Bram Moolenaar passed away on 3 August 2023. He has never been involved in our project, but has had a big influence on my civiltech and free software activist path.
When you work on tech, one of the tool you are probably using the most regularly is your text editor. you use it to change configurations, to develop new features, to document stuff. Finding the right tool that works for you is like finding the right instrument for a musician: it’s most probably not what makes the biggest difference, but we’re going to spend hours and days choosing and finetuning it.
There are plenty of great options, but my editor of choice is vim. It’s one of the first opensource project I discovered and probably the one I’ve been using for the longest. vim is a highly influential and widely used text editor that holds a special place in the hearts of developers and programmers around the world. It was created by Bram Moolenaar in the early 1990s and he (and a lot of contributors) are still improving it.
But what made him so influential for me was a tiny line when you open the editor (without the name of the file you want to edit, something you don’t do much):
“Help poor children in Uganda!” is not most of us are expecting as the welcome message on a tech tool. when you read the detail (: help iccf) this is what you get.
When I saw it first, I was a still a student, and fully buying the mantra that technology is neutral, that what we build hasn’t any ethical concern; that any tool can be used for good or bad, it’s how it’s used that defines that, not us, the builders.
Bram was the probably one of the first, with this single line, that convinced me it’s a fallacy. That as makers, we have a moral responsibility on what we build, and we have a responsibility to make things that “do the right thing”. Most tools can be used to do bad things, at least make it clear we consider it as misuse. Pretty much every time I see a tech solution that claim they are neutral, I am reminded it means we are very likely not value aligned.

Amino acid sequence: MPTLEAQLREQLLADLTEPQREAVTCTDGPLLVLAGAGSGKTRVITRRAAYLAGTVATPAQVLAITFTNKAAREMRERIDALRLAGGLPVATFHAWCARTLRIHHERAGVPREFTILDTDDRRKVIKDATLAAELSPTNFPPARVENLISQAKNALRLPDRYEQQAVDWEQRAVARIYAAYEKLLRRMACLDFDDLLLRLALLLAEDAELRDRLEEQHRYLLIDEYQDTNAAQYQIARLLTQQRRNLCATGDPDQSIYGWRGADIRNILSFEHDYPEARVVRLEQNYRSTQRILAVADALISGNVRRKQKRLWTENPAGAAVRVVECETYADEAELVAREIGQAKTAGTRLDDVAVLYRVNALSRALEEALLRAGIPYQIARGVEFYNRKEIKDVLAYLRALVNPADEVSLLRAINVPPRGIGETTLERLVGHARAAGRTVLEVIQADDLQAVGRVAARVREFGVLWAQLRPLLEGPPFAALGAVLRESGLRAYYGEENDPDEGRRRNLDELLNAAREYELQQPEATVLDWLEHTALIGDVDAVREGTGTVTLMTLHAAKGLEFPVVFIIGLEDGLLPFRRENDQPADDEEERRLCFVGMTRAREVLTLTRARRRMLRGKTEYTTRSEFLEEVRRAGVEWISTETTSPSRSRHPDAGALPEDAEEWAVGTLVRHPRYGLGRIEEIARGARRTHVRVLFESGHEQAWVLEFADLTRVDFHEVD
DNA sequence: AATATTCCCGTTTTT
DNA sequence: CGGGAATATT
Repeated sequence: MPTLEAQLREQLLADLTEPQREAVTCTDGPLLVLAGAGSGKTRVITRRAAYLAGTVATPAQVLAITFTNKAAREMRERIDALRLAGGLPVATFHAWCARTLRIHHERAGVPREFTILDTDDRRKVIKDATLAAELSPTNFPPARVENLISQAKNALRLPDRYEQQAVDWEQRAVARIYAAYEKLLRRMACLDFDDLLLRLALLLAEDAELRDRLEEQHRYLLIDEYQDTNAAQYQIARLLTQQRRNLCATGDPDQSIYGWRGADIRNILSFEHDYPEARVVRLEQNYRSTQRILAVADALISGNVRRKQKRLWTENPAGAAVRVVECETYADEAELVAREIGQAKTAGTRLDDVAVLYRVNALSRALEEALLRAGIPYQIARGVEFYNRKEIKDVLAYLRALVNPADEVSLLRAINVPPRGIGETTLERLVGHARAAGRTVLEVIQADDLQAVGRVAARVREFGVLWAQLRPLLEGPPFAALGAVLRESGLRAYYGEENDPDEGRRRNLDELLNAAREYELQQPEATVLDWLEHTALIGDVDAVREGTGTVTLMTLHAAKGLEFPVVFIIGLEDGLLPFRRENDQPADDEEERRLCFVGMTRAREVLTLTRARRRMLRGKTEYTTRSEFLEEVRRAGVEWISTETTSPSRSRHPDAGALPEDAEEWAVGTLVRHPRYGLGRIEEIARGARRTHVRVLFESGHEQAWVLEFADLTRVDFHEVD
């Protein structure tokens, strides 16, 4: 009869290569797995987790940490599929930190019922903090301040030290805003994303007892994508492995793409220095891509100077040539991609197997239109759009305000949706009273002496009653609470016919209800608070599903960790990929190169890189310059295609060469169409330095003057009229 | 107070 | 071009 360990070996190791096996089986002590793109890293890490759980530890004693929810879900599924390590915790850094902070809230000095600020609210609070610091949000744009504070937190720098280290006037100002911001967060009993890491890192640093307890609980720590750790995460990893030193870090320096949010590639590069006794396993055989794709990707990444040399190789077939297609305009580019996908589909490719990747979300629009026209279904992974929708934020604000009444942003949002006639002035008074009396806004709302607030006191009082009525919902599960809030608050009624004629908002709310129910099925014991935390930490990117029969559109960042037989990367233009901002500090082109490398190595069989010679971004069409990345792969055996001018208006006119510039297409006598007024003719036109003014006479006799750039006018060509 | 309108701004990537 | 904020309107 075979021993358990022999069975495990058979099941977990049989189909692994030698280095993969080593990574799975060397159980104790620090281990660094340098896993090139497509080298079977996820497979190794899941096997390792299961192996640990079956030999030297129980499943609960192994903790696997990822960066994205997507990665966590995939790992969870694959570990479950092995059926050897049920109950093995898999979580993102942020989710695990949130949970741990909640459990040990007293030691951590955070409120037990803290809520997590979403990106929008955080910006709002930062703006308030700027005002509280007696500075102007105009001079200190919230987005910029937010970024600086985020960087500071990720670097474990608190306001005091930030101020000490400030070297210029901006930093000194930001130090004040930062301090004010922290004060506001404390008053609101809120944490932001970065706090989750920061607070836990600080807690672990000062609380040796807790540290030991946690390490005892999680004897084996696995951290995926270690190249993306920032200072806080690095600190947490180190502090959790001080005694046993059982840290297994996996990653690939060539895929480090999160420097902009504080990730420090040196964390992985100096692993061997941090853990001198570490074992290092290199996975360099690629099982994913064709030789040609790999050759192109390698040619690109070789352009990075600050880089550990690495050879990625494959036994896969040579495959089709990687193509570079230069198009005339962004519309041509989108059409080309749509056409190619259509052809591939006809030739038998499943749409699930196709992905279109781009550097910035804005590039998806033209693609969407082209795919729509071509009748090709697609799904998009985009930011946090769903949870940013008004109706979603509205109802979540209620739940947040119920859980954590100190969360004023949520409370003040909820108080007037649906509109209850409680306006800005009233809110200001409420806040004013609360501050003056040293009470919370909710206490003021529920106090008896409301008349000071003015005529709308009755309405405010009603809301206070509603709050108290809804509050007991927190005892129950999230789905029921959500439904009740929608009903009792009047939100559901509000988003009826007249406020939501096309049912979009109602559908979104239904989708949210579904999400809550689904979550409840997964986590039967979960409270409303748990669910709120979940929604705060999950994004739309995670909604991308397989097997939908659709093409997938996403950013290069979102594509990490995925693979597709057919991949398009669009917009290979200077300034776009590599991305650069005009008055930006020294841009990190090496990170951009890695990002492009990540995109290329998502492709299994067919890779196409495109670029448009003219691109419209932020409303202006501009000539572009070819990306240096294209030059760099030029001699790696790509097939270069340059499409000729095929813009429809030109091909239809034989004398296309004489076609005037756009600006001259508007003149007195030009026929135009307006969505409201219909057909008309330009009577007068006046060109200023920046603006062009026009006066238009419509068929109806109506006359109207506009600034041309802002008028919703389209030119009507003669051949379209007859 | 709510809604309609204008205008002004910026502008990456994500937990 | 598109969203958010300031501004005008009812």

There are other software that are used everywhere that have related statements, like sqlite (that is used by pretty much any computer or phone)
May you do good and not evil
May you find forgiveness for yourself and forgive others
May you share freely, never taking more than you give.
or json used to have “shall be used for Good, not for Evil”, as JSLint does (and is seems it was an issue for IBM lawyers, so the author added “I give permission for IBM, its customers, partners, and minions to use JSLint for evil” 😉
Many years later, we are working in the civil tech field, trying to build software to help NGOs, progressive political parties and trade unions, and to build it so by default it protect the privacy of their supporters, is opensource so everyone can contribute and where with all design decisions, we wonder if it’s the right thing to implement.
Anyway, someone I have never met passed away, and that moved me more than I thought. Technology does it sometimes, because, behind the tech, there are humans.
and ICCF is a tiny organisation with a very outdated looking website that is probably a clear sign that all the donations go to the projects they support.
|ING bank, the Netherlands
|NL95 INGB 0004 5487 74
|INGBNL2A or INGBNL2AXXX
|Stichting ICCF Holland, Amersfoort